|Name||The Beverage Container Act|
|Purpose||To reduce litter and increase recycling|
|Enacted||2 July 1971|
|Date Implemented||1 October 1972 (last updated in 2019)|
|Regulations||Oregon Revised Statutes, Chapters 459A.700 - 459A.744|
Beverages ≤ 3L: 
Beverages between 4 oz and 1.5L:
|Beverages Not Covered||
|Containers Covered||Any individual, separate, sealed glass, metal or plastic bottle, can, jar containing a covered beverage in a quantity less than 3 fluid liters. See details below for information about Oregon's BottleDrop refillables program.|
|Containers Not Covered||Beverages in cartons, foil pouches, drink boxes, and metal containers that require a tool to be opened are not included even if the beverage and container size would otherwise have a refund value.|
|Amount of Deposit||10¢ USD|
|Reclamation System||Retail stores or approved redemption centers. As of early 2020, there were 25 redemption centers operating.|
|Handling Fee||None; co-op funds redemption centers in partnership with retailers
|Unredeemed Deposits||Retained by distributor/ bottlers/the Oregon Beverage Recycling Cooperative.|
|Redemption Rate ||
|% of All Beverages Sold That Are Covered By Deposit||88% |
Oregon’s Bottle Bill was introduced in 1971 as the very first bottle bill in the U.S. The bill was created to address a growing litter problem along Oregon beaches, highways and other public areas. Over the years, the Bottle Bill has prompted several other green initiatives.
The law remained relatively unchanged  until bottled water was added to the system in 2009. The law was expanded again to allow for an increase of the deposit/refund value from 5¢ to 10¢ beginning in 1 April 2017 as a result of the redemption rate staying below 80% for two consecutive years (68.26% in 2014 and 64.45% in 2015). 
The same bill further expanded the law. Effective 1 January 2018, all beverage containers except distilled liquor, wine, dairy or dairy alternatives, and infant formula now included a deposit. Water, beer, and carbonated soft drinks continue to require a deposit and most other beverages were added, including but not limited to: tea, coffee, hard cider, fruit juice, and coconut water.  In 2019, SB 247 was passed which further expanded the bill to include hard seltzers and beverages containing kombucha.  "Kefir, drinkable yogurt, milk-based smoothies and other beverages" containing milk or dairy alternatives were later added in 2020.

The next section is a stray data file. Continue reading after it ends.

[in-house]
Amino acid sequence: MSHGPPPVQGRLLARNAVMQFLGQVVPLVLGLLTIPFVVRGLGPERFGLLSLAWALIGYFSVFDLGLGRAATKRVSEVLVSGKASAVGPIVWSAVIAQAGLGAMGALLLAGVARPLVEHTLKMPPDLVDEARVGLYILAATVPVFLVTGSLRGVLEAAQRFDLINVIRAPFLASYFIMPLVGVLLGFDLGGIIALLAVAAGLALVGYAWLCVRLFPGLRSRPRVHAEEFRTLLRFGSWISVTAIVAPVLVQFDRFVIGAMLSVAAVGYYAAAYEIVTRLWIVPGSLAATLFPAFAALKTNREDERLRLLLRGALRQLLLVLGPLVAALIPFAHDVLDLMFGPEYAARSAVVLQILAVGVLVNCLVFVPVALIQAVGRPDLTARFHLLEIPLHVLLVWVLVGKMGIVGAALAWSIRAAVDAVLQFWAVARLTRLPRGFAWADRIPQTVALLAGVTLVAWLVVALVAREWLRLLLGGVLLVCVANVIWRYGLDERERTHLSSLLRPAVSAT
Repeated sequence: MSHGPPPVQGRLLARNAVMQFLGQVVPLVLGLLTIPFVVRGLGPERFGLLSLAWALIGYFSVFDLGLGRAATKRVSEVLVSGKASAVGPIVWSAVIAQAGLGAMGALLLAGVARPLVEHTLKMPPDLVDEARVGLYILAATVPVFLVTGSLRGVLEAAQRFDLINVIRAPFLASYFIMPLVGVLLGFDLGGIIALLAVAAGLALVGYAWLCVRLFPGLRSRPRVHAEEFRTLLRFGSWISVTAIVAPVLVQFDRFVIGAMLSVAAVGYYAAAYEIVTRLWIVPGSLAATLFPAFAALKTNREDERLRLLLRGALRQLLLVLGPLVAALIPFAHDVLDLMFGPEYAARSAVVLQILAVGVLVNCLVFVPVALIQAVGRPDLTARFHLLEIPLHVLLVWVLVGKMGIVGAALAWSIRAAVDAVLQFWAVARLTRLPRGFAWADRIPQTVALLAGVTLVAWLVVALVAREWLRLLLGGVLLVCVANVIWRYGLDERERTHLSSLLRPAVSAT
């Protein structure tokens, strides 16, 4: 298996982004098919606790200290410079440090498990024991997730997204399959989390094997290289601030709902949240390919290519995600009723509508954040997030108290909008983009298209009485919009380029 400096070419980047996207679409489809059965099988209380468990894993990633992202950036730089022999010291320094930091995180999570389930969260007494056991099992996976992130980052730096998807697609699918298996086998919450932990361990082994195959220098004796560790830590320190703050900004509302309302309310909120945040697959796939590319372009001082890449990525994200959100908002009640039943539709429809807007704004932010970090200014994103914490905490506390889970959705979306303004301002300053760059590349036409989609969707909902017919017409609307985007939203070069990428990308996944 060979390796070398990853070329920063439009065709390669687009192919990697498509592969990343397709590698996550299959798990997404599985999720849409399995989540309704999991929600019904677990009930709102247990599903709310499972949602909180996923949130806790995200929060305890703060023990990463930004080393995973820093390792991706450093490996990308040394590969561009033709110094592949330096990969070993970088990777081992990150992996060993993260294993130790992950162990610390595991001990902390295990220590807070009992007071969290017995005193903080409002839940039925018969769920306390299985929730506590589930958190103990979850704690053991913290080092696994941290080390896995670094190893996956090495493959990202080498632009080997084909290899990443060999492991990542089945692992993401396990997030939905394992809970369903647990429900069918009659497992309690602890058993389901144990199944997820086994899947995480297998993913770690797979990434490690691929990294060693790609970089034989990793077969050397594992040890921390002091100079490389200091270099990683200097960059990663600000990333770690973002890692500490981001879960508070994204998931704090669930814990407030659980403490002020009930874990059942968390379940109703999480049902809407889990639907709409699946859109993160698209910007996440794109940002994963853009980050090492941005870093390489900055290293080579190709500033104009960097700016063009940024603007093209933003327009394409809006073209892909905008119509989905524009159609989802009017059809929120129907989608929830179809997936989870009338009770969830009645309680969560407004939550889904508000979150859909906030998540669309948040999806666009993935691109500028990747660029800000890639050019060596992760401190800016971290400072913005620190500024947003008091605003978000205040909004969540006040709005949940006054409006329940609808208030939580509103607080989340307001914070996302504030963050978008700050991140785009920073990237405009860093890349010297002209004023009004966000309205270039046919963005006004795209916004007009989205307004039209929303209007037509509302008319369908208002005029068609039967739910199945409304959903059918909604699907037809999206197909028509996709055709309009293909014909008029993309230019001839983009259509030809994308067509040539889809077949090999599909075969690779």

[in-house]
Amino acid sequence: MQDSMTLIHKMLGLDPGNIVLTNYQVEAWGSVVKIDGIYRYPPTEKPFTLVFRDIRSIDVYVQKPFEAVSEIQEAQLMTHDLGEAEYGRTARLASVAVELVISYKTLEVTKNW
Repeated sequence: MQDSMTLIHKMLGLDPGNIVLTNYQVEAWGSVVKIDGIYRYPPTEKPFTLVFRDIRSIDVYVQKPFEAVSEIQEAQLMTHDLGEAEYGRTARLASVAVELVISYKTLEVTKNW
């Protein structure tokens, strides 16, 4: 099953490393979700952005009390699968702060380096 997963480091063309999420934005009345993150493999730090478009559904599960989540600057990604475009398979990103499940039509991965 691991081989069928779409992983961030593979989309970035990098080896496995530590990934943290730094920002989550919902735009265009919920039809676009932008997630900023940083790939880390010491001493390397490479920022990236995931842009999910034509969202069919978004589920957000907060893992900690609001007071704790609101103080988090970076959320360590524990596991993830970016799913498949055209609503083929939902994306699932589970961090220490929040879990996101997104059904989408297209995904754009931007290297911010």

The bill was last updated in 2022, which expanded beverage coverage to canned wine starting in 2025. The expansion required non-participating beverage distributors to contribute to the redemption program by either becoming a participant , joining the Oregon Beverage Recycling Cooperative, or paying a fee to support the redemption program. 
For nearly 40 years, redemption centers did not exist in Oregon, but early in 2010, the Oregon Liquor and Cannabis Commission approved the first experimental distributor-run redemption center in Wood Village, and later, Oregon City. Operating under the name BottleDrop and run by the Oregon Beverage Recycling Cooperative, a privately-owned extended producer responsibility (EPR) organization, there are currently 25 redemption centers operating around Oregon. Distributors first began reporting to OLCC for the 2012 calendar year, based on a change in state law. Before that, there was no systematic reporting of beverage sales and returns in Oregon.